How To Claim A Deduction For Charitable Giving

Donations to qualified charities, like Giving Center, are tax-deductible, therefor you may use donations to reduce your taxable income and lower your tax bill. You may want to itemize your tax deductions to claim them, this is typically in your best interest if the total of your itemized deductions exceeds the amount of the standard deduction you would receive for your filing status.

How to Claim a Deduction

You can claim a tax deduction for charitable donations on Schedule A. You would claim the total of your Schedule A deductions in lieu of claiming the standard deduction. You can not both itemize and claim the standard deduction.

The schedule is not only for claiming charitable donations. It includes and calculates all itemized deductions you may be eligible for. Other possible itemized deductions include things such as medical and dental expenses you paid for yourself or your dependents over the course of the year, including many insurance premiums. They also include state and local taxes you may have paid and home mortgage interest.

Rules for Claiming the Charitable Contribution Deduction

The IRS has several rules for claiming a deduction for charitable contributions:

  • You must donate cash or property. A pledge or promise to donate is not deductible until you actually pay.
  • You must contribute to a qualified tax-exempt organization. Charities will let you know if they have the 501(c)(3) tax-exempt status like Giving Center, but there are some organizations, including churches and other religious organizations, that are not required to obtain 501(c)(3) status from the IRS. They count as qualified charities even without the 501(c)(3) status, as do certain trusts and non-profit volunteer fire companies. The IRS provides a search tool so you may check the status of an organization you are considering donating to, or check with a tax professional.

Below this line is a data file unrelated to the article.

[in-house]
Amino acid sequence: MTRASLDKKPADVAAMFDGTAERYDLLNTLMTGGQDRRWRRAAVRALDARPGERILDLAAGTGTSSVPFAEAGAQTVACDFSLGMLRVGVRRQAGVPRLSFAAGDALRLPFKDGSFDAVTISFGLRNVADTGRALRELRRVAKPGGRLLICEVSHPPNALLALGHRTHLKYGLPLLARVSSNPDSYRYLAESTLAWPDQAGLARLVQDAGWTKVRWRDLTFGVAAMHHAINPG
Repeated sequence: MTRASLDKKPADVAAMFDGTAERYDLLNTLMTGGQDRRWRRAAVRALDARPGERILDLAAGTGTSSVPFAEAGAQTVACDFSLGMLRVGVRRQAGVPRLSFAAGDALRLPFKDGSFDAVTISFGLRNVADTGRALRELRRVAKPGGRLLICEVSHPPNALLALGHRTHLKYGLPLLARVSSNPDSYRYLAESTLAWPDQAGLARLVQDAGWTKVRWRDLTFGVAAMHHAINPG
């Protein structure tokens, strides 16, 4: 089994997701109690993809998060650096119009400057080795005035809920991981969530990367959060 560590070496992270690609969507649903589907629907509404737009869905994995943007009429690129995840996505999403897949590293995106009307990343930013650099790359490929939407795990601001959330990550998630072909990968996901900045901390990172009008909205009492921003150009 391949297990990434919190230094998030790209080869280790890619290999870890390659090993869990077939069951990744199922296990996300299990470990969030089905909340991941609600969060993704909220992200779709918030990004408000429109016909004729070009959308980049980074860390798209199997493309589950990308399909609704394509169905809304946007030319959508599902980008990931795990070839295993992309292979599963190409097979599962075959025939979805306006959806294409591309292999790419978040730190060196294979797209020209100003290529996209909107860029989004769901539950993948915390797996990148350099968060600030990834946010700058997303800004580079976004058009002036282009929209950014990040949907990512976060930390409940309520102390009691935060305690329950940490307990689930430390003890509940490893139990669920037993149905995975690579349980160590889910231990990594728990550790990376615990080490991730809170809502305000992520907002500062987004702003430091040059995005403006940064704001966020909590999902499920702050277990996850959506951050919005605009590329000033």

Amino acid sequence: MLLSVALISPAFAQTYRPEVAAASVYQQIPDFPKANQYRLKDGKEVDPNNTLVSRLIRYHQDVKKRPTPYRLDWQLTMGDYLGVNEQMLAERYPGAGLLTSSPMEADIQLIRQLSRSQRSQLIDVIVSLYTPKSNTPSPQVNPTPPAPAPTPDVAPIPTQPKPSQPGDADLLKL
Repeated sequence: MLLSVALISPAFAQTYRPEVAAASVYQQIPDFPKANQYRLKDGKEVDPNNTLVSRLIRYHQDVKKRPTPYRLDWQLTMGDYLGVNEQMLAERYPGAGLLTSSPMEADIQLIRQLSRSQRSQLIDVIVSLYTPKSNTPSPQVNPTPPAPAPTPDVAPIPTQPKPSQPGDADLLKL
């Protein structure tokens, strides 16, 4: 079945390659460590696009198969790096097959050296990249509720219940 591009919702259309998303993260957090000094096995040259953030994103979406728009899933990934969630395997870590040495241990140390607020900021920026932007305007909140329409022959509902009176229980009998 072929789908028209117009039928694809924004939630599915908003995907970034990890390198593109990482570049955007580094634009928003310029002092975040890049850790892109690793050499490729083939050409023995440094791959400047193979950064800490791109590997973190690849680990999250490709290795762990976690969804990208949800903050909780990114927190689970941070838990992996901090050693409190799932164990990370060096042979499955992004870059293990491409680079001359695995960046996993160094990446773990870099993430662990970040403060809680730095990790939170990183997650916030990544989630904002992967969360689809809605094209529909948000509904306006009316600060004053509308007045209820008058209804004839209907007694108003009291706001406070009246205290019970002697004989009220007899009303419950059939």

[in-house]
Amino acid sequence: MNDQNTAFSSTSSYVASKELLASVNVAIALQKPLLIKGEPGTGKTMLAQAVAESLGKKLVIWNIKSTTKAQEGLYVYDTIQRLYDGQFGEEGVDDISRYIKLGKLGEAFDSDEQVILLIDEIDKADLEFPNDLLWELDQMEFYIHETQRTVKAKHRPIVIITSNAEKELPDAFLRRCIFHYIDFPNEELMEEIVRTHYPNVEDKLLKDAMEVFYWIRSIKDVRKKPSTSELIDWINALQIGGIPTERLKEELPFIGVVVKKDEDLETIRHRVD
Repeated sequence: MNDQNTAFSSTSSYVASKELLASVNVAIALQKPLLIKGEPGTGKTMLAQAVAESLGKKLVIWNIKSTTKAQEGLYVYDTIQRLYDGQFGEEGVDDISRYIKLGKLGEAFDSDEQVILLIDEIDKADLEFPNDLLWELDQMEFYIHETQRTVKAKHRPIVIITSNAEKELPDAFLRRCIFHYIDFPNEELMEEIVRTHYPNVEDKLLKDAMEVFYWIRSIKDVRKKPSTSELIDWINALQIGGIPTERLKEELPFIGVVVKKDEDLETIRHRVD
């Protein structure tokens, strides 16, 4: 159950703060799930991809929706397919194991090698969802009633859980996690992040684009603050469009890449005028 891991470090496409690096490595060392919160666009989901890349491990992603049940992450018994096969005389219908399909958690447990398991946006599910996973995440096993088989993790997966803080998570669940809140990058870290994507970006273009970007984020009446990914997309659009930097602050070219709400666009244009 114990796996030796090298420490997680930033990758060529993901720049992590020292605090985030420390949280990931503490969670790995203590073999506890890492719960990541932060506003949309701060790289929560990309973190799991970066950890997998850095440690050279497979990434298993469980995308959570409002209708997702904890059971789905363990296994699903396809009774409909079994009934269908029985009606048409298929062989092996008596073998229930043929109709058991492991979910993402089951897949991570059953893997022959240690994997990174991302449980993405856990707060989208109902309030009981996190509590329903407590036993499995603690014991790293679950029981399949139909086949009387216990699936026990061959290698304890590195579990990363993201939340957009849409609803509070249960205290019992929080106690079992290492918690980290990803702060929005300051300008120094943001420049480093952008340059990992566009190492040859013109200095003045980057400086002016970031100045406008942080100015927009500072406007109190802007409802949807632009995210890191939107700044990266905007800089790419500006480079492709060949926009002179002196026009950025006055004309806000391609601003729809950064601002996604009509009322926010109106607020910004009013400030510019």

• You must meet several record keeping requirements. This includes saving any canceled checks, acknowledgment letters from the charity or charities, and sometimes appraisals that confirm the value of donated property.

Keeping Records of Your Donation

Your written record must indicate the name of the charitable organization, the date of your generous contribution, and the amount that you gave. Canceled checks work very well because the name of the charity, the date, and the amount of the gift all appear there. Bank statements are great too, when they show a gift paid by debit card, credit card statements work when they show this same information.

Charitable organizations will provide donors with written letters of acknowledgment or receipts. The IRS may not allow charitable donations of $250 or more if you do not have a written acknowledgment from the charity to document your gift, in addition to your other records.

You may need a separate acknowledgment for each gift if you make more than one contribution over this amount. Otherwise, the single acknowledgment have to list each tax deductible donation in detail with the date you made it.

Non-Cash Contributions

You must be able to substantiate the fair market value of goods or property you donate, including donations of vehicles, boats, or even planes, and you will need a written acknowledgment from the charity for this type of donation as well. You will have to fill out Form 8283 and include it with your tax return if the property is worth more than $500.